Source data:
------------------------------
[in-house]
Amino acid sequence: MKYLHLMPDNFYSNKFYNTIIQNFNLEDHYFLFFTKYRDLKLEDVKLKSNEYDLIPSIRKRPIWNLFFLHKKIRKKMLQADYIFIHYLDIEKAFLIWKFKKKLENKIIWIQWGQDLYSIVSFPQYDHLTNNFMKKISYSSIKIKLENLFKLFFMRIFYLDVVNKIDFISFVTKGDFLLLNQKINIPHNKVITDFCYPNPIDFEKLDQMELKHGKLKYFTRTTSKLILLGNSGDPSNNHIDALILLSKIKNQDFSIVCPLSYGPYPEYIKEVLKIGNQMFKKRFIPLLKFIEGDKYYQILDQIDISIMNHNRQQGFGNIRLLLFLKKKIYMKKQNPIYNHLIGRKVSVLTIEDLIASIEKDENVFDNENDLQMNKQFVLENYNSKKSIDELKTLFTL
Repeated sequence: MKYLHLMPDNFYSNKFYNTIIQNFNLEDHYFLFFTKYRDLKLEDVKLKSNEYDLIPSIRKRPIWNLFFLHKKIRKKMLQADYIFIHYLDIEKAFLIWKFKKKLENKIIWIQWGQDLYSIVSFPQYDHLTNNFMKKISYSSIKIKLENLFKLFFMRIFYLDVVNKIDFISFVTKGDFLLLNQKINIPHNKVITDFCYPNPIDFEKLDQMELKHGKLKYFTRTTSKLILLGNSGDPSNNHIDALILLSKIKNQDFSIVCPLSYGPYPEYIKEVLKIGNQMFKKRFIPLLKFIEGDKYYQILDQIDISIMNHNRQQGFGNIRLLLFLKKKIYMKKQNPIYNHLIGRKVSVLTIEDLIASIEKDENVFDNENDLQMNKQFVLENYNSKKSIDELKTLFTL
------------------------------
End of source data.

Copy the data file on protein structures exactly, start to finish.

[in-house]
Amino acid sequence: MKYLHLMPDNFYSNKFYNTIIQNFNLEDHYFLFFTKYRDLKLEDVKLKSNEYDLIPSIRKRPIWNLFFLHKKIRKKMLQADYIFIHYLDIEKAFLIWKFKKKLENKIIWIQWGQDLYSIVSFPQYDHLTNNFMKKISYSSIKIKLENLFKLFFMRIFYLDVVNKIDFISFVTKGDFLLLNQKINIPHNKVITDFCYPNPIDFEKLDQMELKHGKLKYFTRTTSKLILLGNSGDPSNNHIDALILLSKIKNQDFSIVCPLSYGPYPEYIKEVLKIGNQMFKKRFIPLLKFIEGDKYYQILDQIDISIMNHNRQQGFGNIRLLLFLKKKIYMKKQNPIYNHLIGRKVSVLTIEDLIASIEKDENVFDNENDLQMNKQFVLENYNSKKSIDELKTLFTL
Repeated sequence: MKYLHLMPDNFYSNKFYNTIIQNFNLEDHYFLFFTKYRDLKLEDVKLKSNEYDLIPSIRKRPIWNLFFLHKKIRKKMLQADYIFIHYLDIEKAFLIWKFKKKLENKIIWIQWGQDLYSIVSFPQYDHLTNNFMKKISYSSIKIKLENLFKLFFMRIFYLDVVNKIDFISFVTKGDFLLLNQKINIPHNKVITDFCYPNPIDFEKLDQMELKHGKLKYFTRTTSKLILLGNSGDPSNNHIDALILLSKIKNQDFSIVCPLSYGPYPEYIKEVLKIGNQMFKKRFIPLLKFIEGDKYYQILDQIDISIMNHNRQQGFGNIRLLLFLKKKIYMKKQNPIYNHLIGRKVSVLTIEDLIASIEKDENVFDNENDLQMNKQFVLENYNSKKSIDELKTLFTL